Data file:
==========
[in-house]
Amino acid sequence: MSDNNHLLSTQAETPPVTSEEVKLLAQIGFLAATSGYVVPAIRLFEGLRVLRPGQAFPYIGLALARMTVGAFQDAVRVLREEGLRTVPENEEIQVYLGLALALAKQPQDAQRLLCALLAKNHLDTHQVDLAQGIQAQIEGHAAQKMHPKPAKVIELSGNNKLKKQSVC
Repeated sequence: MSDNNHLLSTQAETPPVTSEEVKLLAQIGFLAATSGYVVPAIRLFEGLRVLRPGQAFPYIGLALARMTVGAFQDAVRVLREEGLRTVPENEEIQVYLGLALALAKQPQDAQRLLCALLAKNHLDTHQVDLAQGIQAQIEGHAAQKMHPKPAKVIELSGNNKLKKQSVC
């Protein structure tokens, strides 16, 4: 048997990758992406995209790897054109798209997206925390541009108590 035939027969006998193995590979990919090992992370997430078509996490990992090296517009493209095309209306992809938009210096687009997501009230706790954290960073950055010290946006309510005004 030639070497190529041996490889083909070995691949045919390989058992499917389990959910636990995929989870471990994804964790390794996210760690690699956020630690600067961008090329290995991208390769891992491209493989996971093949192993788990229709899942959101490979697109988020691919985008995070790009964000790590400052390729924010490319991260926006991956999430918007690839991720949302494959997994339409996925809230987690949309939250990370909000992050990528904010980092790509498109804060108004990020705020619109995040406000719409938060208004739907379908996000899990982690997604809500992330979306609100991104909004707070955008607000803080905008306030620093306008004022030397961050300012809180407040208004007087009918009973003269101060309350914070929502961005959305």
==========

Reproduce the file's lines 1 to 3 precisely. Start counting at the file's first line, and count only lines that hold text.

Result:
[in-house]
Amino acid sequence: MSDNNHLLSTQAETPPVTSEEVKLLAQIGFLAATSGYVVPAIRLFEGLRVLRPGQAFPYIGLALARMTVGAFQDAVRVLREEGLRTVPENEEIQVYLGLALALAKQPQDAQRLLCALLAKNHLDTHQVDLAQGIQAQIEGHAAQKMHPKPAKVIELSGNNKLKKQSVC
Repeated sequence: MSDNNHLLSTQAETPPVTSEEVKLLAQIGFLAATSGYVVPAIRLFEGLRVLRPGQAFPYIGLALARMTVGAFQDAVRVLREEGLRTVPENEEIQVYLGLALALAKQPQDAQRLLCALLAKNHLDTHQVDLAQGIQAQIEGHAAQKMHPKPAKVIELSGNNKLKKQSVC